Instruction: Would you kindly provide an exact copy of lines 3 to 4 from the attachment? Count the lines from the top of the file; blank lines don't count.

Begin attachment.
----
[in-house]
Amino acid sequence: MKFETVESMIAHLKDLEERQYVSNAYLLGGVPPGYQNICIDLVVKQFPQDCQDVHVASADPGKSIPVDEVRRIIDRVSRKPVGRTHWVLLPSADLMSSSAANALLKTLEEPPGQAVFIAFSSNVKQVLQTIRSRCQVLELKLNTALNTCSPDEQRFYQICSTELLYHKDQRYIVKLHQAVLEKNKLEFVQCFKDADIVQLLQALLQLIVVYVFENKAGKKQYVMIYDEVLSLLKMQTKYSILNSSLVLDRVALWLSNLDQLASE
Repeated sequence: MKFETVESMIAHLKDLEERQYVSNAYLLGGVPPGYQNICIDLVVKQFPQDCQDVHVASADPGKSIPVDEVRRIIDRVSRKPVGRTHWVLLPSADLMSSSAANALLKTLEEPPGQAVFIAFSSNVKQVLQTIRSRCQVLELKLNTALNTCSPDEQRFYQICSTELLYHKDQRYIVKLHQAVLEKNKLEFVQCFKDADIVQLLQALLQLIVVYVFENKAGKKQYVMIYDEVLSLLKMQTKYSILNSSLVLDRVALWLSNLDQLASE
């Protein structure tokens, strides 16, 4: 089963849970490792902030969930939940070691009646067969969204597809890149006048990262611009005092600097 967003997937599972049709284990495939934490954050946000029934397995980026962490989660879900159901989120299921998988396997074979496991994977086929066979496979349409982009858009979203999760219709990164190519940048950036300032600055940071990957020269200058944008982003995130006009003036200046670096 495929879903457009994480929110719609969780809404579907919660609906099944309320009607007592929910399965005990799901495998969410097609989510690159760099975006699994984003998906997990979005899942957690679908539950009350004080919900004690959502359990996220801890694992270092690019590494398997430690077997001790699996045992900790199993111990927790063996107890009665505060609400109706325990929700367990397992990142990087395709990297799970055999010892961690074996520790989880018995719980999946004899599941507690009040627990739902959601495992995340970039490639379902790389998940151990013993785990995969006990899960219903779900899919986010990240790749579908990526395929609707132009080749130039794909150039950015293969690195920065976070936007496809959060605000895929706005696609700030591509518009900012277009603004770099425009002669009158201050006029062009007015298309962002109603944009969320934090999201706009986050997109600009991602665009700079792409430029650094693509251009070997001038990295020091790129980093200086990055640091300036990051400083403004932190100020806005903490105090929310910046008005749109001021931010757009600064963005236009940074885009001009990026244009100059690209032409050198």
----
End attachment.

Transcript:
Repeated sequence: MKFETVESMIAHLKDLEERQYVSNAYLLGGVPPGYQNICIDLVVKQFPQDCQDVHVASADPGKSIPVDEVRRIIDRVSRKPVGRTHWVLLPSADLMSSSAANALLKTLEEPPGQAVFIAFSSNVKQVLQTIRSRCQVLELKLNTALNTCSPDEQRFYQICSTELLYHKDQRYIVKLHQAVLEKNKLEFVQCFKDADIVQLLQALLQLIVVYVFENKAGKKQYVMIYDEVLSLLKMQTKYSILNSSLVLDRVALWLSNLDQLASE
């Protein structure tokens, strides 16, 4: 089963849970490792902030969930939940070691009646067969969204597809890149006048990262611009005092600097 967003997937599972049709284990495939934490954050946000029934397995980026962490989660879900159901989120299921998988396997074979496991994977086929066979496979349409982009858009979203999760219709990164190519940048950036300032600055940071990957020269200058944008982003995130006009003036200046670096 495929879903457009994480929110719609969780809404579907919660609906099944309320009607007592929910399965005990799901495998969410097609989510690159760099975006699994984003998906997990979005899942957690679908539950009350004080919900004690959502359990996220801890694992270092690019590494398997430690077997001790699996045992900790199993111990927790063996107890009665505060609400109706325990929700367990397992990142990087395709990297799970055999010892961690074996520790989880018995719980999946004899599941507690009040627990739902959601495992995340970039490639379902790389998940151990013993785990995969006990899960219903779900899919986010990240790749579908990526395929609707132009080749130039794909150039950015293969690195920065976070936007496809959060605000895929706005696609700030591509518009900012277009603004770099425009002669009158201050006029062009007015298309962002109603944009969320934090999201706009986050997109600009991602665009700079792409430029650094693509251009070997001038990295020091790129980093200086990055640091300036990051400083403004932190100020806005903490105090929310910046008005749109001021931010757009600064963005236009940074885009001009990026244009100059690209032409050198």